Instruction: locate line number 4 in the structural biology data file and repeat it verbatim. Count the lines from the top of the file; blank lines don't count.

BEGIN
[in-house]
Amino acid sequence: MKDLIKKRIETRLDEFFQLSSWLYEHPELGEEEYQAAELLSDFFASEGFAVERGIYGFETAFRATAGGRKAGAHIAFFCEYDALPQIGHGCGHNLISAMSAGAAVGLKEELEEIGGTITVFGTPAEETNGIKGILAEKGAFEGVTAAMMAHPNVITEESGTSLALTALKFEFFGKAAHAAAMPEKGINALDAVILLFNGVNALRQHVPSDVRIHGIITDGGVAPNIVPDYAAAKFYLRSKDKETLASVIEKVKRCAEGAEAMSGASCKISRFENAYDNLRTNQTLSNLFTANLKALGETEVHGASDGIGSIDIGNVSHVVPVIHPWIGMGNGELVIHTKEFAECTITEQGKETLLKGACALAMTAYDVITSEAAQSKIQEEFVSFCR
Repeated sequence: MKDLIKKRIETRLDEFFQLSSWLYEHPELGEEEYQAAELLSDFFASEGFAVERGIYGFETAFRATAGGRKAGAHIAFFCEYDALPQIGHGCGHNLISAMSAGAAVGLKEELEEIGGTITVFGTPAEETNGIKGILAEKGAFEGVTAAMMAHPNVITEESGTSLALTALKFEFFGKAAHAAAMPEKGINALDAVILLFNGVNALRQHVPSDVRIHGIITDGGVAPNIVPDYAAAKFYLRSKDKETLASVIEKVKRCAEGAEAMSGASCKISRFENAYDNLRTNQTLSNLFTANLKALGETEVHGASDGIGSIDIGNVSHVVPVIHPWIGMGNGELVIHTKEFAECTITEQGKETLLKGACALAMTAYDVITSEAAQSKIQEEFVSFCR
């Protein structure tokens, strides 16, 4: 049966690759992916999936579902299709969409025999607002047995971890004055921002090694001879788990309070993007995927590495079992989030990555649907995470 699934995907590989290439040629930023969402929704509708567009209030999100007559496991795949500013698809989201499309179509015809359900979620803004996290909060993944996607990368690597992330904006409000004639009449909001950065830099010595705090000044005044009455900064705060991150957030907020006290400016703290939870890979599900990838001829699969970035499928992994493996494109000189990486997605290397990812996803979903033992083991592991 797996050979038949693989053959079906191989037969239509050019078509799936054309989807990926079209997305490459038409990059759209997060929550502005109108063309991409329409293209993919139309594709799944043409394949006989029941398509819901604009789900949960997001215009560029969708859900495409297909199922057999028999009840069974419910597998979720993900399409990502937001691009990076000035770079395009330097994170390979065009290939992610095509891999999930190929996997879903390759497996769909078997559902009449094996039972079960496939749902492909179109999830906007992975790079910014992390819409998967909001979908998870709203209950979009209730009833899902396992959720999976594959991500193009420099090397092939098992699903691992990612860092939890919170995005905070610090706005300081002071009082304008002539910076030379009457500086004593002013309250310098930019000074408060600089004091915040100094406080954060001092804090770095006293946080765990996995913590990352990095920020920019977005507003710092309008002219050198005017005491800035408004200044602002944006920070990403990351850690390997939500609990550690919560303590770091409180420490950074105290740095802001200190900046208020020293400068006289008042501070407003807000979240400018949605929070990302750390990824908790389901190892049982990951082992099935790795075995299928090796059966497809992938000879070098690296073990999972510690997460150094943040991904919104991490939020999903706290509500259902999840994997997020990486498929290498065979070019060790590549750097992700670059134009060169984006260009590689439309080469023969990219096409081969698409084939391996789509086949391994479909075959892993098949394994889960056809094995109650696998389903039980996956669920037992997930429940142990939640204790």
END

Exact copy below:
């Protein structure tokens, strides 16, 4: 049966690759992916999936579902299709969409025999607002047995971890004055921002090694001879788990309070993007995927590495079992989030990555649907995470 699934995907590989290439040629930023969402929704509708567009209030999100007559496991795949500013698809989201499309179509015809359900979620803004996290909060993944996607990368690597992330904006409000004639009449909001950065830099010595705090000044005044009455900064705060991150957030907020006290400016703290939870890979599900990838001829699969970035499928992994493996494109000189990486997605290397990812996803979903033992083991592991 797996050979038949693989053959079906191989037969239509050019078509799936054309989807990926079209997305490459038409990059759209997060929550502005109108063309991409329409293209993919139309594709799944043409394949006989029941398509819901604009789900949960997001215009560029969708859900495409297909199922057999028999009840069974419910597998979720993900399409990502937001691009990076000035770079395009330097994170390979065009290939992610095509891999999930190929996997879903390759497996769909078997559902009449094996039972079960496939749902492909179109999830906007992975790079910014992390819409998967909001979908998870709203209950979009209730009833899902396992959720999976594959991500193009420099090397092939098992699903691992990612860092939890919170995005905070610090706005300081002071009082304008002539910076030379009457500086004593002013309250310098930019000074408060600089004091915040100094406080954060001092804090770095006293946080765990996995913590990352990095920020920019977005507003710092309008002219050198005017005491800035408004200044602002944006920070990403990351850690390997939500609990550690919560303590770091409180420490950074105290740095802001200190900046208020020293400068006289008042501070407003807000979240400018949605929070990302750390990824908790389901190892049982990951082992099935790795075995299928090796059966497809992938000879070098690296073990999972510690997460150094943040991904919104991490939020999903706290509500259902999840994997997020990486498929290498065979070019060790590549750097992700670059134009060169984006260009590689439309080469023969990219096409081969698409084939391996789509086949391994479909075959892993098949394994889960056809094995109650696998389903039980996956669920037992997930429940142990939640204790």